Radiation-Induced Damage Processes in Nuclear Reactor Environments
Time: Fri 2021-03-26 16.00
Subject area: Physics
Doctoral student: Elin Toijer , Fysik
Opponent: Associate Professor Julie Tucker, Oregon State University, Oregon, USA
Supervisor: Professor Pär Olsson, Kärnkraftssäkerhet
It is essential that the materials used in nuclear reactor applications maintain their structural integrity. However, consequences of the strong radiation field in the reactor core include radiolysis of the water surrounding the materials, as well as direct defect generation in the material itself. This may result in the combined corrosive attacks from the environment, and the internal weakening due to processesin the bulk. The goal of this thesis is to extend the current knowledge of the many radiation-induced processes in the materials used in nuclear reactor applications, and to assess how such processes in turn can influence the materials’ stress tolerance. Radiation-induced surface effects have here been evaluated from experiments, whereas bulk processes are investigated in a theoretical perspective. This providesa broad picture of the many phenomena which lead to material degradation in an irradiated environment.
In the first part of this thesis, the reaction mechanisms of H2O2 , which is an important product of water radiolysis, and oxide surfaces of interest in nuclear reactorapplications, have been evaluated. As a first step, the impact of Br– , Cl– and HCO3– on the reaction mechanisms between ZrO2 and H2O2 are determined. This provides an increased understanding for how competing reactions between the anions and H2O2 for the oxide surface can influence the kinetics of the system. As a second step, reaction mechanisms and reaction rate constants between H2O2 and the 304L steel in solution have been determined. Oxidative dissolution of steel components are here assessed, and the reaction paths of H2O2 towards the steel are discussed.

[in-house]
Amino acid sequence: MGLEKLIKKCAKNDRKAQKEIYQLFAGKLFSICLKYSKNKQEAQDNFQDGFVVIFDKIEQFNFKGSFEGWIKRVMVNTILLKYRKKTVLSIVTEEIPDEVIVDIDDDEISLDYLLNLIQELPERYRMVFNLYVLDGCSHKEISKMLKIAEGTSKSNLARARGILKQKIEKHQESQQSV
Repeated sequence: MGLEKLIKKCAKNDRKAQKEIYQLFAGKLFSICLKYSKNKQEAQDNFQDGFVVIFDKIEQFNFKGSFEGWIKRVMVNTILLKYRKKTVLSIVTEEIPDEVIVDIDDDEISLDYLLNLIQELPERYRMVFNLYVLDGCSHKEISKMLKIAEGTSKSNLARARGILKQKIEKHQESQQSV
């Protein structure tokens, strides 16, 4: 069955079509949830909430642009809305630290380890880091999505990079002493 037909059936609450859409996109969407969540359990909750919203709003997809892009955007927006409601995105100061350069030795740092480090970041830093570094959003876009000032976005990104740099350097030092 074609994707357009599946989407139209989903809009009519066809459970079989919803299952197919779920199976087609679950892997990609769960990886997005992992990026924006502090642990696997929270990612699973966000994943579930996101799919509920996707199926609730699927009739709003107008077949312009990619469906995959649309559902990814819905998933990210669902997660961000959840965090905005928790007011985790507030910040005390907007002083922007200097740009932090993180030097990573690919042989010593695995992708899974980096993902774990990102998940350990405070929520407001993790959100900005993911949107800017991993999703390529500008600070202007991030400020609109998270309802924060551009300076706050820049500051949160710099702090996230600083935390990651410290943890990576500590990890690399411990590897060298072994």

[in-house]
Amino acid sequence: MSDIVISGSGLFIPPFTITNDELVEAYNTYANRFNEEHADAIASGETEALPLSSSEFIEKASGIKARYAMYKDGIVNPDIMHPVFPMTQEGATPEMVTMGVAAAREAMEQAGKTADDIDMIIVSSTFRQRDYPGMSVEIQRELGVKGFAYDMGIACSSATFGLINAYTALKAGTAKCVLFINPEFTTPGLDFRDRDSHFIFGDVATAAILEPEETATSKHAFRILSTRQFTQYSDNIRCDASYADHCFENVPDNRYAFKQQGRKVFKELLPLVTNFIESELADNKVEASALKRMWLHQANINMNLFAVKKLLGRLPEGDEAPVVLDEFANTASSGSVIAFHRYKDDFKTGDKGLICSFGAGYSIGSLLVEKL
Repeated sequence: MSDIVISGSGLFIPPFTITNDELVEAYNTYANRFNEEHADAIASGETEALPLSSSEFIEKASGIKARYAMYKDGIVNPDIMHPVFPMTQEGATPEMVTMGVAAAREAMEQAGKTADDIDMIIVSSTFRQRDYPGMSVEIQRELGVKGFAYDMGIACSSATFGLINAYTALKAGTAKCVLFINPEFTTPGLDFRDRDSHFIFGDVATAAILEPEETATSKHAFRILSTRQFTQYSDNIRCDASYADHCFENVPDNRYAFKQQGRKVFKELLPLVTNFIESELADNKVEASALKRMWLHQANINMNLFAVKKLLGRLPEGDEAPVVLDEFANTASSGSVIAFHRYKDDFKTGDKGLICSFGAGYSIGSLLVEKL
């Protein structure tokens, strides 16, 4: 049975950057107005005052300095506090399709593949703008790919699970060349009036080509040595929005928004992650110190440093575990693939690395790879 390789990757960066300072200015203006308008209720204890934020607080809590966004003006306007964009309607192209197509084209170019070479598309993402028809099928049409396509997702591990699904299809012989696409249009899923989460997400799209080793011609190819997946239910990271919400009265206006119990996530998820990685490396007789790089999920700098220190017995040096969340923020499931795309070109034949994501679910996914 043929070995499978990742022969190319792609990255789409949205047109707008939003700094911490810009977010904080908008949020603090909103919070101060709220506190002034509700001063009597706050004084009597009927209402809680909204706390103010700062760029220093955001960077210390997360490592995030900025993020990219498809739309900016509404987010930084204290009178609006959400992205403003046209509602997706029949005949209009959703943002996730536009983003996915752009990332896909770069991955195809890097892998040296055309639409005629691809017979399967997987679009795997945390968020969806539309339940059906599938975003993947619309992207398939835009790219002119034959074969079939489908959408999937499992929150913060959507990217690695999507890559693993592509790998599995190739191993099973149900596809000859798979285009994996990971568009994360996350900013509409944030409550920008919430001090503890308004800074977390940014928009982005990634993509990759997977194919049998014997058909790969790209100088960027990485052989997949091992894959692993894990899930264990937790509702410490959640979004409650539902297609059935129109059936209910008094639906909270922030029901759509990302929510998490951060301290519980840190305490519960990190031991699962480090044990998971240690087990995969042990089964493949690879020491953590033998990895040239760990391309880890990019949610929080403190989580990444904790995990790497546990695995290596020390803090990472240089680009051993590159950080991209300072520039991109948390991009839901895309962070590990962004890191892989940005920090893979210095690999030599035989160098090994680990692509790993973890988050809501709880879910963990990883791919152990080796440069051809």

In the second part of this work, the objective has been to evaluate how direct effects of radiation can influence the stress tolerance of the material. Radiation-induced segregation of chemical components in the model material fcc Ni have been quantified, and focus has been on the driving forces behind this segregation. Based on the segregation trends, the impact of solute enrichment on grain boundaries have been assessed. In this context, focus has been not only to quantify the effects of the solute segregation, but also to evaluate how common modeling techniques can influencethe results. Particularly, it is here shown that the applied model can have a decisive impact on observed trends. Moreover, it is shown that the common assumption that all solutes that are driven to sinks such as grain boundaries will end up in the grain boundary center, can also give very misleading results. The concentration-dependent effect of Si, the slightly weakening effect of P, and the particular effects of Cr are all quantified using state of the art atomistic modeling. As a final step, the impact of magnetic disorder on thermal expansion and defect formation energies have here been calculated in Ni. The model used in this part of the work very accurately predict the thermal expansion of the material, and shows that this is a majorcomponent in the temperature dependence of the defect formation enthalpies.